John Houck at Johan Berggren Gallery


Artist: John Houck

Exhibition title:  New Weather

Venue: Johan Berggren Gallery, Malmö, Sweden

Date: October 8 – November 14, 2015

Photography: images copyright and courtesy of the artist and Johan Berggren Gallery, Malmö

“Even a pancake has gesture.” This enigmatic statement from Kimon Nicolaides 1941 book The Natural Way to Draw has fixed itself in John Houck’s consciousness since he started drawing. Houck is mostly known for his Photographic work, but for his first solo show in Sweden, New Weather, he has created a constellation of photographs, sculptures, and video that all enfold gesture and drawing as a way to explore relationality, repetition, and desire.

The eight photographs on view are a continuation of Houck’s A History of Graph Paper series. The title alludes to the work of 19th century scientist Luke Howard, who pioneered the classification systems of cloud types, and was also among the first to use coordinate paper in the sciences as a tool to measure and quantify. A History of Graph Paper addresses how we make models of our world to better understand it, and how those models become and then alter our perceptions of the world—how the tools we create in turn create us. In several of the photographs, Houck has painted on and included drawings as part of the re-photographing of the works.

Houck’s video, Portrait Landscape takes Antonioni’s classic film Blowup and alters it with custom written software. In this case, the film is cut to include only scenes where the software recognizes a face, but the software often finds faces in inanimate objects and natural textures. The misrecognized faces would be difficult to see without the software highlighting them as they range broadly from cartoonish like drawings to more photographic. These scenes are re-edited by Houck so the focus is on the uncanny misrecognized faces. This brings the viewer’s attention to an unnoticed narrative in a film about the fallacy of visual evidence. The autonomous software searching for faces parallels the restless search for images enacted by the main character in the film.

The three sculptures on view are part of Houck’s Intermediates series. These hinged sculptures fold up flat as an homage to his photographic process. Here, cast off pieces of wood from Houck’s studio are milled and fit together to create in their negative space a drawing that is repeated across the front of all three sculptures. The source of the drawing is from one of Houck’s sketchbooks and the wonky hand drawn line is inscribed with the precision of computer controlled milling. The back of each sculpture has cutouts that reveal disparate compositions. The sculpture is comprised of flat planes that fold out to become spatial, whereas his photographs take a series of objects and through re-photographing fold one into the other into a flat depiction.

The tension in Houck’s work—ranging from early construction of hobby-kit style model drones, to coordinates systems mapped onto landscapes, and in carefully hand-folded aggregate grids—has been the simultaneous resistance to and embrace of technology. His advanced training in programming and architecture allows for a unique position to  undermine the tools of the trade for his own exploratory means. As a photographer, Houck departs from the monocular vision inherent to the photographic apparatus, forcing a collapse of spatial and temporal relationships within a single image. Furthermore, Houck finds creative potential in the inkjet printer, rather than the camera itself, defining his technical site of production as the split between the two.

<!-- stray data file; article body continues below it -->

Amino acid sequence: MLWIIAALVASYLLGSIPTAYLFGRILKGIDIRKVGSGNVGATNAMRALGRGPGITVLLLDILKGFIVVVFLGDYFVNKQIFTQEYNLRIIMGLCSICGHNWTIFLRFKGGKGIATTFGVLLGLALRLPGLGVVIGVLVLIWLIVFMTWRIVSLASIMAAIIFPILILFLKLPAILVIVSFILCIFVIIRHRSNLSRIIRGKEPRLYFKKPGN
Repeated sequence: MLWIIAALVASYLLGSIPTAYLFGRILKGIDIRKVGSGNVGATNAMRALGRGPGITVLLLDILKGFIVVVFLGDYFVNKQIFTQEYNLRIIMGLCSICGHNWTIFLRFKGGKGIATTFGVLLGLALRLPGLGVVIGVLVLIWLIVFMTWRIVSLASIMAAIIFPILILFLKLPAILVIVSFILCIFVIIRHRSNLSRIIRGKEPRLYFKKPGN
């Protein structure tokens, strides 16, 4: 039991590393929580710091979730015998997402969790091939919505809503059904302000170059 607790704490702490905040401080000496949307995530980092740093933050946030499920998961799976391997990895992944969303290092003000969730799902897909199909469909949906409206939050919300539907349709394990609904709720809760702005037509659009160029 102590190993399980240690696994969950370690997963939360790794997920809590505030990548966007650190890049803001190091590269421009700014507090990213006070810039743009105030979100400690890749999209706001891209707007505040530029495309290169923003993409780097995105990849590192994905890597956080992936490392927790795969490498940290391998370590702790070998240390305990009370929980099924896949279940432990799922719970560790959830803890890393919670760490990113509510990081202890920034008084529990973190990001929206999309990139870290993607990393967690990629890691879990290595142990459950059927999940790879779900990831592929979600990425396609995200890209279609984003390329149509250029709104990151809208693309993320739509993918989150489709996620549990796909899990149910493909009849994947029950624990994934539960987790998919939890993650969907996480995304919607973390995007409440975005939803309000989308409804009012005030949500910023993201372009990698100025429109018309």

John Houck received his MFA from UCLA, Los Angeles, CA in 2007 and a BA in Architecture from Colorado University, Boulder, CO in 2000. He participated in the Whitney Independent Study (2010) and Skowhegan School of Painting and Sculpture (2008) programs. This fall he will present work in the Ocean of Images show at MoMA, NY. His work is in the permament collection of The Solomon R. Guggenheim Museum, NY; The Museum of Modern Art, NY; Los Angeles County Museum of Art, Los Angeles, CA; The Art Institue of Chicago, Chicago, IL; The Whitney Museum, NY. He works in Los Angeles.













John Houck, Bone-white Eye, 2015


John Houck, Newton’s Banana, 2015


John Houck, First and Fifth, 2015


John Houck, Balsa Block Boat, 2015


John Houck, Green Grapes, 2015


John Houck, Precursive, 2015


John Houck, Chalk, 2015


John Houck, Intermediate 01_1, 2015


John Houck, Intermediate 01_1, 2015


John Houck, Intermediate 01_1, 2015


John Houck, Intermediate 01_2, 2015


John Houck, Intermediate 01_2, 2015


John Houck, Intermediate 01_2, 2015


John Houck, Intermediate 01_3, 2015


John Houck, Intermediate 01_3, 2015


John Houck, Portrait Landscape, 2015


John Houck, Portrait Landscape, 2015


John Houck, Portrait Landscape, 2015